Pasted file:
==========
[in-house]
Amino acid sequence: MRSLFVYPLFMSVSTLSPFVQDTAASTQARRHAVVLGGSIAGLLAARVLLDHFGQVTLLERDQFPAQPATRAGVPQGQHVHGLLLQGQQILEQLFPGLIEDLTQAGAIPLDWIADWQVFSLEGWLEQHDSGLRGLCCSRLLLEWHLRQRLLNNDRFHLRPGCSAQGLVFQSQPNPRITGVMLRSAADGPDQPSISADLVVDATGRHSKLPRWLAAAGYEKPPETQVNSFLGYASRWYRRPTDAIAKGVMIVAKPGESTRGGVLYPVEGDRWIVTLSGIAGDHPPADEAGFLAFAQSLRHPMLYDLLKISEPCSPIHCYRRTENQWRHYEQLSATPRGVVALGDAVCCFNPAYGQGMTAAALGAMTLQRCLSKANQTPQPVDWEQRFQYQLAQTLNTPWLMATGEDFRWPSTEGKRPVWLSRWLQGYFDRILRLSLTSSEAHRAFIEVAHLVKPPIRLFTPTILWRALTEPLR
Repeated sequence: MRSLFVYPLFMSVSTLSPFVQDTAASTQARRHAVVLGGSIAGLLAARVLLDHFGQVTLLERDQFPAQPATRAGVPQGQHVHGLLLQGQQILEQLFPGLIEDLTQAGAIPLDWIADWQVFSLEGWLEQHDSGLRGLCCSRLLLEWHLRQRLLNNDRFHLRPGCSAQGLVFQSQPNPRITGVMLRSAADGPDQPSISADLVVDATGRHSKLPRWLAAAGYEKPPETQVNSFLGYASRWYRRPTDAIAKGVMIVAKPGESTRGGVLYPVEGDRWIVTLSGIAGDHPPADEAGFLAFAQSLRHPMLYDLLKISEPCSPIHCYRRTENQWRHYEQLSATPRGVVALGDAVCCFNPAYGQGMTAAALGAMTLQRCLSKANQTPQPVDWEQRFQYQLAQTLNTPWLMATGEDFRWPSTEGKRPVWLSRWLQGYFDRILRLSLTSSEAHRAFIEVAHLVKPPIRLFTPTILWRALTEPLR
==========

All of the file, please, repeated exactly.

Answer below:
[in-house]
Amino acid sequence: MRSLFVYPLFMSVSTLSPFVQDTAASTQARRHAVVLGGSIAGLLAARVLLDHFGQVTLLERDQFPAQPATRAGVPQGQHVHGLLLQGQQILEQLFPGLIEDLTQAGAIPLDWIADWQVFSLEGWLEQHDSGLRGLCCSRLLLEWHLRQRLLNNDRFHLRPGCSAQGLVFQSQPNPRITGVMLRSAADGPDQPSISADLVVDATGRHSKLPRWLAAAGYEKPPETQVNSFLGYASRWYRRPTDAIAKGVMIVAKPGESTRGGVLYPVEGDRWIVTLSGIAGDHPPADEAGFLAFAQSLRHPMLYDLLKISEPCSPIHCYRRTENQWRHYEQLSATPRGVVALGDAVCCFNPAYGQGMTAAALGAMTLQRCLSKANQTPQPVDWEQRFQYQLAQTLNTPWLMATGEDFRWPSTEGKRPVWLSRWLQGYFDRILRLSLTSSEAHRAFIEVAHLVKPPIRLFTPTILWRALTEPLR
Repeated sequence: MRSLFVYPLFMSVSTLSPFVQDTAASTQARRHAVVLGGSIAGLLAARVLLDHFGQVTLLERDQFPAQPATRAGVPQGQHVHGLLLQGQQILEQLFPGLIEDLTQAGAIPLDWIADWQVFSLEGWLEQHDSGLRGLCCSRLLLEWHLRQRLLNNDRFHLRPGCSAQGLVFQSQPNPRITGVMLRSAADGPDQPSISADLVVDATGRHSKLPRWLAAAGYEKPPETQVNSFLGYASRWYRRPTDAIAKGVMIVAKPGESTRGGVLYPVEGDRWIVTLSGIAGDHPPADEAGFLAFAQSLRHPMLYDLLKISEPCSPIHCYRRTENQWRHYEQLSATPRGVVALGDAVCCFNPAYGQGMTAAALGAMTLQRCLSKANQTPQPVDWEQRFQYQLAQTLNTPWLMATGEDFRWPSTEGKRPVWLSRWLQGYFDRILRLSLTSSEAHRAFIEVAHLVKPPIRLFTPTILWRALTEPLR